• I doubt seriously that you would agree to a similar limitation for your Constitutionally guaranteed right of free speech, n'est-ce pas? It is inconcievable that those who propose such draconian limitations for the 2nd Amendment would EVER consider the same kinds of limitations on the 1st. Tsk, tsk, such hypocrisy. And notice how the author of this question ignored the provided evidence of 2 million gun defenses every year, instead choosing to glom onto the burning issue of America's historical defenses of the freedom of others? Nice try, but ring up a "no sale" on yer Malibu Barbie Bikini Boutique cash register, princess, 'cause this pilgrim ain't buyin' nuthin' from your flea market. Through some serendipitous happenstance I happen to have recently written an essay on the topic of gun control, the title alone of which might earn me some howls of outrageous indignation from well meaning albeit mostly ignorant advocates of gun control. To whit: Why You Should Take Your Gun to School The question of how best to secure students and faculty from the predations of those inclined toward violence as a means to their own end is a sore puzzle, indeed--and one that places one of the tenets of our nation's very foundation at risk. It puts the very basic principle of our forefathers--that individual freedoms should take precedence over the common good--at odds with the seemingly intuitive truth that less availability of guns will mean less bloodshed. When one hears of the kind of tragedies perpetrated by gun-toting mass murderers at Columbine, Virginia Tech, or at a school full of Quaker children, the first thought is quite naturally, "How could this have been prevented?" Certainly, one could make the case that if the killers had been unarmed their plans would have been much more difficult to realize, and so one tends to focus intuitively on the gun as both the problem (facilitator) and the means (banishment) to the solution. Were our forefathers wrong? Were they shortsighted when they constitutionally guaranteed the ability of the citizen to arm himself and thereby provide for his own defense ? Were they merely the appeasing pawns of their less civilized society, pandering to the fears of those who might live on the wilderness fringe? Should Americans instead have been treated like they had been all along under King George III (as mere subjects who must be cared for) rather than as citizens with the rights and responsibilities of those who embrace self-determination? I think not. No adult class of Americans, such as most of the students or teachers at our school, should ever be stripped of those rights and responsibilities simply because they happen to occupy the same buildings as our most precious resource: our children. In fact, as each new atrocity seems to prove, to do so may actually increase the danger to the children by creating an environment where the madman may wield his weapon with impunity, without fear of immediate opposition to his dastardly plans. It is logical to assume that if they were intending to cause the most damage possible, that such miscreants would target a place where they were least likely to encounter armed resistance, a place where being armed was not allowed to their victim, the law-abiding citizen. They have found such a place in our schools, thanks to our own misguided intuitions. I say misguided because it is the very intention of protection that has engendered our risk. When Seung-Hui Cho undertook his grisly task of indiscriminate murder, he was able to walk calmly among his screaming victims, executing each in turn without fear of intervention, their spurting blood marking his slow, methodical passage. I sometimes wonder if any of the more than thirty victims that day in Blacksburg were one of the thousands of Virginians licensed to carry a concealed gun. Certainly, those people might have been able to intervene, had they not been in just such a gun free zone. I recently discovered one famous case of such intervention from my youth, in which legally armed citizens returned fire from a crazed gunman with a brain tumor. They succeeded in pinning him down with rifle fire until the police could arrive and subdue him with several well placed shots, thereby limiting his massacre to fourteen dead and thirty-one wounded at the University of Texas. These same citizens were later credited by one of the two officers who shot the gunman, for having prevented Charles Whitman from taking careful aim at his intended victims. Of course, while there is no way to count how many were saved from his bullets by the armed citizenry (since only victims may be counted), there can also be no denying that some were in fact saved, since the killer's actions were obviously thwarted. According to several studies, the most notable of which might be that of pioneering researchers Gary Kleck and Marc Gertz, guns are used by Americans to defend themselves against criminal attack more than two million times each year. Their study was so thorough in its approach that Marvin E. Wolfgang, noted gun-control advocate of the Northwestern University School of Law, wrote his endorsement of their work, entitled "A Tribute to a View I Have Opposed." In the article, Wolfgang summarizes his opinion: "…the Kleck and Gertz study impresses me for the caution the authors exercise and the elaborate nuances they examine methodologically. I do not like their conclusions that having a gun can be useful, but I cannot fault their methodology. They have tried earnestly to meet all objections in advance and have done exceedingly well." Those who insist that the security of ourselves and our children is best left to the authorities should remember that the police rarely perform actual last second rescues. Said another way, seldom is the cavalry on the way, and Officer Do-Right is stuck in traffic. Perhaps if there were security officers stationed at every door of every classroom such confidence in authoriy might be justified. But since economy prevents such a condition, it seems naught but foolhardy to be comforted by the illusion of inviolability provided by the faux fiat that is the law. One is forced by the reality of such events as Virginia Tech to acknowledge that such law is secured only by the consensual agreement to comply and that for some, such agreement is apparently viewed as non-binding. When one begins to appreciate the true genius of the US Constitution and its Amendments, it becomes quite clear that our founding fathers wished fervently to ensure that their descendents would never again be the powerless subjects of their governors, but would instead remain citizens in a free republic into perpetuity. I fully understand the attraction of self as subject, of wanting all things (especially security) to be provided by the state. But the subject is only slightly more free than the plantation slave, who must also be provided his security, and so must also settle for what seems reasonable to his betters. He cannot be allowed to arrange for it himself like the citizen because his elitist masters view him as part of an unruly mob, in dire need of being controlled. As for myself and a good many other Americans, we prefer to carry firearms in order to have within our own grasp the means to secure our persons and property and are quite willing to vociferously oppose those who would deny that constitutionally guaranteed preference through foul legislation or judicial decree. As President Ford once noted, " ...a government big enough to give you everything you want is a government big enough to take from you everything you have." Perhaps it is instinctual for people to try to ban those items which appear to facilitate crime, since prohibition has historically been the knee-jerk reflex of those with the authoriy to make law. Prohibition has only proven effective as a means of controlling such items in a police state, where the people have few rights and may be subjected to search and seizure at the whim of any government agent. In countries such as ours it has failed miserably, as the bans against guns, alcohol and drugs have markedly proven. These failures seem to suggest that prohibition and freedom are incongruous, if not entirely imiscible. Even Thomas Jefferson recognized that citizens should never be disarmed, having copied by hand into his "Commonplace Book", this quote from the 18th century criminologist, Cesare Beccaria: "False is the idea of utility that sacrifices a thousand real advantages for one imaginary or trifling inconvenience; that would take fire from men because it burns, and water because one may drown in it; that has no remedy for evils, except destruction. The laws that forbid the carrying of arms are laws of such a nature. They disarm only those who are neither inclined nor determined to commit crimes. Such laws make things worse for the assaulted and better for the assailants; they serve rather to encourage than to prevent homicides, for an unarmed man may be attacked with greater confidence than an armed man." Was Jefferson bitterly clinging to his guns and religion? I think not. --------------------------------------------------- Works Cited Kleck, Gary , and Marc Gertz. Second Amendment Foundation. 1995. Google. 10 June 2008 <http://www.saf.org/LawReviews/KleckAndGertz1.htm>. Wolfgang, Marvin E. "A Tribute to a View I Have Opposed."Second Amendment Foundation.1995. Google.10 June 2008. <http://www.saf.org/LawReviews/Wolfgang1.html>. President GERALD R. FORD, remarks to a joint session of Congress, August 12, 1974.―The Public Papers of the Presidents of the United States: Gerald R. Ford, 1974, p.6.Google. 10June2008<http://www.quotesandsayings.com/finquoteframes.htm> Thomas Jefferson's "Commonplace Book," 1774-1776, quoting 18th century criminologist Cesare Beccaria in Chapter 40 of "On Crimes and Punishment", 1764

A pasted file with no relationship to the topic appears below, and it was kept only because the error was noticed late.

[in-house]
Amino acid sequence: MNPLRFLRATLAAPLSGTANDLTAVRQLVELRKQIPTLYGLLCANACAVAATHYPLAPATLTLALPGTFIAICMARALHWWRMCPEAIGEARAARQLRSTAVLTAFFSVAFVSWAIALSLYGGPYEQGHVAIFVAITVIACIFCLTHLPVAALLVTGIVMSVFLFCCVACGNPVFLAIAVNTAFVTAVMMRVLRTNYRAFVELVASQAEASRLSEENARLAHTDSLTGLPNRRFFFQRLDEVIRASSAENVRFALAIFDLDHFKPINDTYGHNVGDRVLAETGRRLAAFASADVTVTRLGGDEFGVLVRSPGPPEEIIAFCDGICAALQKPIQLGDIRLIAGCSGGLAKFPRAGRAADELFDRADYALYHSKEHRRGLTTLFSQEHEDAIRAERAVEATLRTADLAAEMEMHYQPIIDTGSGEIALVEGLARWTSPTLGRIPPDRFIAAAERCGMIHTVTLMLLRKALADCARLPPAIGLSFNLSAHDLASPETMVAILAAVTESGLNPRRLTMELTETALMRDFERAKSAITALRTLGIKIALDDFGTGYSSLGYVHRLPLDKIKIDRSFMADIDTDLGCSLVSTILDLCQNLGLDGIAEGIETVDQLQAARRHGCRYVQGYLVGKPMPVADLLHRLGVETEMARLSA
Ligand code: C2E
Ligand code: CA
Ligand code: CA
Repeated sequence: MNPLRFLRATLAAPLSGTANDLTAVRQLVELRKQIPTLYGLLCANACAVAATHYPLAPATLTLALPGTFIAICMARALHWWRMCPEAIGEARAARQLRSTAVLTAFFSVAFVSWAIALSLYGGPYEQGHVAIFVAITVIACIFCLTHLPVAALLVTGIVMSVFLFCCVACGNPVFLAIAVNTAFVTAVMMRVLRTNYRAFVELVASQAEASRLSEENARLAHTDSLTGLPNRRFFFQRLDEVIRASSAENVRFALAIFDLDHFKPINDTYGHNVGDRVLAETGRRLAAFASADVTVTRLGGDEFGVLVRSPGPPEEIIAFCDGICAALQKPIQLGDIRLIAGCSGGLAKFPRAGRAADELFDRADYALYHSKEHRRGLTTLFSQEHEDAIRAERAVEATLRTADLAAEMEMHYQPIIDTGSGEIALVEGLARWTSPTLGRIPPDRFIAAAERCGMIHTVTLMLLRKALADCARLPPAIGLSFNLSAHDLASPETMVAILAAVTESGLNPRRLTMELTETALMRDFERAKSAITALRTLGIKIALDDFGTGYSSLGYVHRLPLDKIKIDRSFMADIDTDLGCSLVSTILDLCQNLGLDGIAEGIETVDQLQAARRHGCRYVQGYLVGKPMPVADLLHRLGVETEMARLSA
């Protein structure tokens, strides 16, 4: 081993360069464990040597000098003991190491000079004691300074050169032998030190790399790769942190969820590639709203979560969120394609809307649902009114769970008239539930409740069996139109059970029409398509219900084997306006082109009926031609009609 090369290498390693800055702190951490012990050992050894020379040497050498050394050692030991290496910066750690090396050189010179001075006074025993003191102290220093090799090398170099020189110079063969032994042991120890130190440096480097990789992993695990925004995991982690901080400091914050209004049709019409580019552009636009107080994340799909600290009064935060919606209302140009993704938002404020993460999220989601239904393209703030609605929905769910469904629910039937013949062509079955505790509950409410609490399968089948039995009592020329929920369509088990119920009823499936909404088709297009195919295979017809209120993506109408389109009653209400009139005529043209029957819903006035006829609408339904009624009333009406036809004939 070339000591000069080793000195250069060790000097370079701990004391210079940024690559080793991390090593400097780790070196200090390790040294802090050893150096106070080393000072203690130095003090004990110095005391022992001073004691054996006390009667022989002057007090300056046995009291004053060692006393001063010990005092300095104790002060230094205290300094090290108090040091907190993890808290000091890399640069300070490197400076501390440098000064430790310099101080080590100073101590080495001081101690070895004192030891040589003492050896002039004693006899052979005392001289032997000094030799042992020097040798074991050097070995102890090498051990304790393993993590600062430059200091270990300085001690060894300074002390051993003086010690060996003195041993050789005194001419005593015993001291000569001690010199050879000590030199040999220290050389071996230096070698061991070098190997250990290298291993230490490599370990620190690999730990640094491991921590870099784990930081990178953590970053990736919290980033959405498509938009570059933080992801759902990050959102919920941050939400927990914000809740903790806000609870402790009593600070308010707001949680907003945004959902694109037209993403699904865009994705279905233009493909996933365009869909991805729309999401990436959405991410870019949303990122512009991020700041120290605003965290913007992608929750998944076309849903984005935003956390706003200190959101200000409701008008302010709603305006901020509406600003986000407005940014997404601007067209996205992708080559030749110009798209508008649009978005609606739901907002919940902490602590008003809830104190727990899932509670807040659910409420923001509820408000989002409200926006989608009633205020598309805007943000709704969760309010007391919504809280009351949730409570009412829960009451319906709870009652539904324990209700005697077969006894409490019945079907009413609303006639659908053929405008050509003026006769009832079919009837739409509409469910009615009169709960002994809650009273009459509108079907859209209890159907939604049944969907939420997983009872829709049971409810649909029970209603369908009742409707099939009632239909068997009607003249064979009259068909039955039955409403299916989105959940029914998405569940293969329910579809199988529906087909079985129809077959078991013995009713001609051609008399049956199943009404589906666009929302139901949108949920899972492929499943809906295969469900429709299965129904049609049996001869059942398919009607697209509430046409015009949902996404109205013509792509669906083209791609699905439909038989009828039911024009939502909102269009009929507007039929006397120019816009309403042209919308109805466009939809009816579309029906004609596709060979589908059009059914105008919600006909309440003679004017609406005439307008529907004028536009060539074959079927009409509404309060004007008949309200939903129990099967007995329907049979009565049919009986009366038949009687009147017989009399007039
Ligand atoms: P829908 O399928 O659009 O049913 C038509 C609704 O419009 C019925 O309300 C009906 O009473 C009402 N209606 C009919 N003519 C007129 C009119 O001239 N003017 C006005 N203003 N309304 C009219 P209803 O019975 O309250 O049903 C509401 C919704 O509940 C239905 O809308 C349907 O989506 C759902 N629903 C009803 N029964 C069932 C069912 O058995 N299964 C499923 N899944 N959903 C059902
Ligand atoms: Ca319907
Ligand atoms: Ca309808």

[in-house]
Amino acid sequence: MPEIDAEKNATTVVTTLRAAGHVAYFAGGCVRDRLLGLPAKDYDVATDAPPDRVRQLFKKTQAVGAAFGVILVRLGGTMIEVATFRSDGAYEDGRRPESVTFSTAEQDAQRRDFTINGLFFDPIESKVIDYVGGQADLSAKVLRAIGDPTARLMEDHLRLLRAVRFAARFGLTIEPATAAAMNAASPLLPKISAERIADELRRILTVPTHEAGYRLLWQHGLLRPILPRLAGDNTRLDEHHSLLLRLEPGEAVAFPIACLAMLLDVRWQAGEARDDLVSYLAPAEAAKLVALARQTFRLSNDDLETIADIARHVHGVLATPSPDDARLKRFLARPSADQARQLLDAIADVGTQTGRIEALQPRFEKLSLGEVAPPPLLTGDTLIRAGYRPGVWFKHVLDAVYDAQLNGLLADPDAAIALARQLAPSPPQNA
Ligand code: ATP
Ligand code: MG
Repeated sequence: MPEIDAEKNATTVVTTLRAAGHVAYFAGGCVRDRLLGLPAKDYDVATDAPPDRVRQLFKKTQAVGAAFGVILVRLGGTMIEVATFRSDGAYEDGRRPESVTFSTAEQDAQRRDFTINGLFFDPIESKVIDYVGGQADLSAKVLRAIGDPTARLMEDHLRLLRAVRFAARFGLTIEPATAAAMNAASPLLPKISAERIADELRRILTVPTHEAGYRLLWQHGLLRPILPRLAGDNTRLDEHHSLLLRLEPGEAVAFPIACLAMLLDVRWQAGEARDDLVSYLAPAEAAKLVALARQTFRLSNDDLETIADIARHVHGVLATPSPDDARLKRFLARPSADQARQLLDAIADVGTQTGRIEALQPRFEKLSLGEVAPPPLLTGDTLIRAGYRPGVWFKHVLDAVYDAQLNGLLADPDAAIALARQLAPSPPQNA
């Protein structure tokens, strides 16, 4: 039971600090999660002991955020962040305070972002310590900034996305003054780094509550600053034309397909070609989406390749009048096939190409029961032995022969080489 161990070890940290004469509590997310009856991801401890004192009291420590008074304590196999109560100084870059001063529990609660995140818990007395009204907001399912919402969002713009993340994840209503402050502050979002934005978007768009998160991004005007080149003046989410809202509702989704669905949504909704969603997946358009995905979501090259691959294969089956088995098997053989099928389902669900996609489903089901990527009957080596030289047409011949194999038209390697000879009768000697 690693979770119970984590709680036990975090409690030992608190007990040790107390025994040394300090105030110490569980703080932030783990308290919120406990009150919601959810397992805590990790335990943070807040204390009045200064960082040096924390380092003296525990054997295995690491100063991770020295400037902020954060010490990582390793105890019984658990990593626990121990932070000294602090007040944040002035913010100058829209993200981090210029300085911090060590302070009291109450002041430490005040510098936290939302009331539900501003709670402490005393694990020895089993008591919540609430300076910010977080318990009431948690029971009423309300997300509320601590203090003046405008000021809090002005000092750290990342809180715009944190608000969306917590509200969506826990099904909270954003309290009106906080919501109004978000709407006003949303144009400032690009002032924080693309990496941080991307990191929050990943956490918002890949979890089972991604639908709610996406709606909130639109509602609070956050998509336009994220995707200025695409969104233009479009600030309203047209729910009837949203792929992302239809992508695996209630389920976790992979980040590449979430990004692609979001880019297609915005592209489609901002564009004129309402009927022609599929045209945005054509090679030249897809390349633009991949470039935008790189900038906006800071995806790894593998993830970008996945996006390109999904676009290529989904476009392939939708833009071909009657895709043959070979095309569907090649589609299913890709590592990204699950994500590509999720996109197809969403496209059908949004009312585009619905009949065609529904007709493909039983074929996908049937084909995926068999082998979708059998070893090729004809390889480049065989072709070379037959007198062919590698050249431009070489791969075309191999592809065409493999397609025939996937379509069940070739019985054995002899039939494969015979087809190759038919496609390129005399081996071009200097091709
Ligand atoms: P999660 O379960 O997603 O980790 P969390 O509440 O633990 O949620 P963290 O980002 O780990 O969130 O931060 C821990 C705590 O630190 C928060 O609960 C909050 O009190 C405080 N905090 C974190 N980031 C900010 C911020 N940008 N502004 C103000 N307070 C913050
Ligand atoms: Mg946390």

• I'm trying to figure that out, myself.